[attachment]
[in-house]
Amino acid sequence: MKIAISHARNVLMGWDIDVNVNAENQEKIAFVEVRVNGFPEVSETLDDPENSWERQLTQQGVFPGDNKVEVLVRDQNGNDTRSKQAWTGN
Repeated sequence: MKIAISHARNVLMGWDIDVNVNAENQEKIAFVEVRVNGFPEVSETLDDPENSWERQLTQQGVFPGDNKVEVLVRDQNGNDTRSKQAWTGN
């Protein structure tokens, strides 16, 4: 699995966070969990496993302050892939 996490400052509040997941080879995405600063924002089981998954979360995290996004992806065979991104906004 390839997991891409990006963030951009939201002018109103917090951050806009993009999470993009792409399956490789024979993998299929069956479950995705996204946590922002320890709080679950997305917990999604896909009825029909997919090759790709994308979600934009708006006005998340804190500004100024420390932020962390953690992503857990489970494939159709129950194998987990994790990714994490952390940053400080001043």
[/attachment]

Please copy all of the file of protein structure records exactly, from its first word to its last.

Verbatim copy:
[in-house]
Amino acid sequence: MKIAISHARNVLMGWDIDVNVNAENQEKIAFVEVRVNGFPEVSETLDDPENSWERQLTQQGVFPGDNKVEVLVRDQNGNDTRSKQAWTGN
Repeated sequence: MKIAISHARNVLMGWDIDVNVNAENQEKIAFVEVRVNGFPEVSETLDDPENSWERQLTQQGVFPGDNKVEVLVRDQNGNDTRSKQAWTGN
């Protein structure tokens, strides 16, 4: 699995966070969990496993302050892939 996490400052509040997941080879995405600063924002089981998954979360995290996004992806065979991104906004 390839997991891409990006963030951009939201002018109103917090951050806009993009999470993009792409399956490789024979993998299929069956479950995705996204946590922002320890709080679950997305917990999604896909009825029909997919090759790709994308979600934009708006006005998340804190500004100024420390932020962390953690992503857990489970494939159709129950194998987990994790990714994490952390940053400080001043």